It’s hard to talk about anything else when you’re in love. And since both Philippe and I are in love with the same body … (camera body, phew) here’s the two of us bantering on about our shiny new Sony A7rII again.
It’s not all fun and games though, as this walk was also meant to put the finishing touches to the upcoming InSight: Paris guide. Yay us.
So here we are, panting under the combined load of too many lenses and a fierce sun, walking along the canals of Paris in a territory made glorious by Peter Turnley and Marcel Carné with almost a whole day to ourselves and too many attractions on the way to describe.
We’ll be splitting the tale-telling. Philippe will discuss the gear while I do my best to describe the location. Onwards.
Which is why some of you may find somewhat cheeky that I suggested Pascal review the Zeiss ZF.2 Distagon 15mm f:2.8. A lens that is so wide that it is exceptionally difficult to do anything other than make the most of what you have (in the viewfinder). Tough, for a creator. And, true to form, at first Pascal struggled. But then, when he and I strolled along the canal, his struggling started producing interesting results. So, unlikely as it sounds, he used nothing but his ultra-wide, while I availed myself exclusively of my Zeiss ZM 35mm f:1.4. A normal focal length, and an ultra-wide… hmmmm….
One amusing example, la Géode. It is a huge metallic sphere, with serves as 360° cinema. With his 15mm, Pascal framed the sphere with outside elements, making it look and feel smaller than it is. While I on the contrary played on the reflections off the sphere to extend its borders to the sky, making it look larger. Larger with a 35mm, smaller with a 15mm, go figger…. Let me show you. First, Pascal’s Géode, then mine
Another example, street photography. 35mm should be ideal, and 15mm embarrassingly oversize, right? Well, results don’t exactly say that. Pascal still managed very interesting shots, whether a quiet fisherman, or a trail of incoming cyclists.
Another example of our differences. Street art. All about amosphere, right? See how much atomsphere Pascal gets shooting his naval gun of a lens, and my choices with a lens designed for just this… Pascal first, of course. Noblesse oblige…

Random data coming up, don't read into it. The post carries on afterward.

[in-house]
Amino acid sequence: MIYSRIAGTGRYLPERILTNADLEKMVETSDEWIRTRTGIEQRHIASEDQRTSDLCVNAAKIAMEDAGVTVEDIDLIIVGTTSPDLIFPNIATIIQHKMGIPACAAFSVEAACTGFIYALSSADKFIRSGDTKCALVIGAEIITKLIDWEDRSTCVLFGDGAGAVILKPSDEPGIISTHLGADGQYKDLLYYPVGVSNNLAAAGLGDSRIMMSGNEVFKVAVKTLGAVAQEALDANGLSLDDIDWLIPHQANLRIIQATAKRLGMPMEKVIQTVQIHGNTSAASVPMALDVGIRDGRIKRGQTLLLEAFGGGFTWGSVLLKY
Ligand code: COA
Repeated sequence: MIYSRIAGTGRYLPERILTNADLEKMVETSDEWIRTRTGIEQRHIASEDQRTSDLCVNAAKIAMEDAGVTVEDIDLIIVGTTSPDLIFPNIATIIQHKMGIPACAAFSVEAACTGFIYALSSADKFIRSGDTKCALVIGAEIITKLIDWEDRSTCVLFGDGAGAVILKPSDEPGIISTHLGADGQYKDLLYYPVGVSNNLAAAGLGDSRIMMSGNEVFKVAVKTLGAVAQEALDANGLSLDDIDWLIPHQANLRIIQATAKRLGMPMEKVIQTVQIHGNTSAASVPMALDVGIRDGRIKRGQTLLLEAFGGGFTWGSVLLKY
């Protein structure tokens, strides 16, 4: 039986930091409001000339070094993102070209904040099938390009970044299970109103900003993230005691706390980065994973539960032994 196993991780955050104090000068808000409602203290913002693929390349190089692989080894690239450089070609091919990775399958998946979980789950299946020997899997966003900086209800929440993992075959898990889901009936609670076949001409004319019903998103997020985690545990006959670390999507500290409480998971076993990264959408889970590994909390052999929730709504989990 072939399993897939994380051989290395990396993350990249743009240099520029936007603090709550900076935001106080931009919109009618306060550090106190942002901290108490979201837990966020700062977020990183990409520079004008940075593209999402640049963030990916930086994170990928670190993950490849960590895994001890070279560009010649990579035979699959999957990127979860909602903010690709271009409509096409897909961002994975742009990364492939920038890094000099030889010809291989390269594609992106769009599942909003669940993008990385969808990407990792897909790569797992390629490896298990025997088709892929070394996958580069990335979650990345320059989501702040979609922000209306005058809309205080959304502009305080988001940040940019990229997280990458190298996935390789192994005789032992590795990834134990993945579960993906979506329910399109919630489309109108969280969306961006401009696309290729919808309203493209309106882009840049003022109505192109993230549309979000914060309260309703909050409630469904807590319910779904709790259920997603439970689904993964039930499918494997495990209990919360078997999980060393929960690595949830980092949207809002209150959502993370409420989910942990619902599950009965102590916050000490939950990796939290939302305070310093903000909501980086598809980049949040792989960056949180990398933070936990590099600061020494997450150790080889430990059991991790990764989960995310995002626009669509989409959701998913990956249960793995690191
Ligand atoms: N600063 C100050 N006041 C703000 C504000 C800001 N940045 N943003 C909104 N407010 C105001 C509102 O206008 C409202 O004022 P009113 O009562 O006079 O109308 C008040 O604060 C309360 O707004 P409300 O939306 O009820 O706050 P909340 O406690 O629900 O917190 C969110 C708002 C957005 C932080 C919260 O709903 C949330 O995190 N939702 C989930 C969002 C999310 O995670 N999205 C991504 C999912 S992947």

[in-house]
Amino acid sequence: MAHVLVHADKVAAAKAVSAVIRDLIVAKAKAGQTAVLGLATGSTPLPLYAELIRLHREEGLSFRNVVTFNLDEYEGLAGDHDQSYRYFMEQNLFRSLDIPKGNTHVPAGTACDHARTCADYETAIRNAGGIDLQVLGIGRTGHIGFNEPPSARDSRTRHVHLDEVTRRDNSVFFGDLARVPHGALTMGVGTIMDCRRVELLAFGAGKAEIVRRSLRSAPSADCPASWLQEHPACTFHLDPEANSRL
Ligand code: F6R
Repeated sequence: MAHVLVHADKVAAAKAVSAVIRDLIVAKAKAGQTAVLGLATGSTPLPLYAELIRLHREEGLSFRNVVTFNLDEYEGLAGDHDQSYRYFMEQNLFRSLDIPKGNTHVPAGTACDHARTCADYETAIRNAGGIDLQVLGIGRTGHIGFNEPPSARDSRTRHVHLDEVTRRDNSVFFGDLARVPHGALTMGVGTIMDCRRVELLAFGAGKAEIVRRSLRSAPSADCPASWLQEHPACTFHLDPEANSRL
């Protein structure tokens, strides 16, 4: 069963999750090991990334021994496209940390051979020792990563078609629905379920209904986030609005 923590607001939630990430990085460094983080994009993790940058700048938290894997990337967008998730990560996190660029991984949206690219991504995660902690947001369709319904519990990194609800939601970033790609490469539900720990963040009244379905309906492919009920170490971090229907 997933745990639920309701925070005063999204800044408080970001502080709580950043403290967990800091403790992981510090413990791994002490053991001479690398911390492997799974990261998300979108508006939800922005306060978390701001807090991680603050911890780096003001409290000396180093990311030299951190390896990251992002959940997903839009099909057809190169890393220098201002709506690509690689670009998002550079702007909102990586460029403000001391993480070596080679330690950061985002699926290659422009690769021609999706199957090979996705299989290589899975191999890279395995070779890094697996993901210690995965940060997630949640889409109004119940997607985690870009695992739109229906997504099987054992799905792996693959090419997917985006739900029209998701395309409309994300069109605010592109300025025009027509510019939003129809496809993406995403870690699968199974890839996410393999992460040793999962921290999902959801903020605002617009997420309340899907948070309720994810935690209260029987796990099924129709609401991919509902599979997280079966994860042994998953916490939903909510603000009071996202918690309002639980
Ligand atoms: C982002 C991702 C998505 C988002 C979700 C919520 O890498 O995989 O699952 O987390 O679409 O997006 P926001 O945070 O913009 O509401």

One more example. Once again, the wider guy is not the one one might think…
The original plan was to follow a canal North from its Southern (non-underground) point through what used to be a working-class area featured in old French films and now on the brink of gentrification and into a huge slaughterhouse park converted into pleasant ode to music, science and technology.
The French being … the French (a.k.a food-centric), we convened instead roughly around the mid-point where a good restaurant was to serve as our base for organising our gear and trip.
Duly replenished and refreshed, we embarked upon our long walk starting by the Northern half of our route, following Philippe’s hunch that it might be more rewarding. And how right he was …
Luckily for us, orientation amounted to following the water’s edge. We have been known to get lost inside a room with one door, each one of us in a separate corner, but the railings on one side and water on the other kept us safely in check for most of the afternoon.
The first part of the trip takes you through residential areas interspersed with boating harbours for kids, barges, waterfront cinemas and cafés. Photo opportunities abound for anyone in search of the Parisian look, slightly off the beaten path.
The second has a more touristy feel to it but, given the (little) patience to wait for scenes to clear of fellow visitors, can give you lovely views of very photogenic, if a little less “idiomatic” material.
In between, enter cafés for a refreshment and you’ll be greeted by interesting scenes, whether charming …
The InSight: Paris Guide will be out soon with all the details on this walk and many others but, in the mean time, a quick Google search will give you the gist of the location. Have fun.
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Very nice and call me jealous – especially as InSight: Paris will come together under my very own fingers.
Next time you two go walkabout I’ll try to be in town.
Looking forward to it Paul 🙂
Hmmm, no need for any excess flattery to spoil your collective styles. Au contraire, your ho-hum sampling of shots taken in a city as gloriously photogenic as Paris are not of the inspiring sort. In fact, if you had not mentioned location I would have never known where you were….sorry to be so frank but then, the French are like that too.
I’m sure you have many other pix that merit our admiration…
Bstrom, we expect you to be frank, no worries. Just a note, though, we purposely shy away from the famous sites so it’s barely surprising that you don’t recognise Paris. That the shots are not to your liking is something else altogether. Maybe they are not very good, or maybe not your cup of tea. Tell us what you think is wrong with them. After all, we want to learn from others as much as we want to teach. Cheers, Pascal
But, if it has a chip in the top or in the handle, you may want to pass it by. Save the video and watch video on your cell phone using the video player you meet. Laughter, by the way, is not the same thing as humor.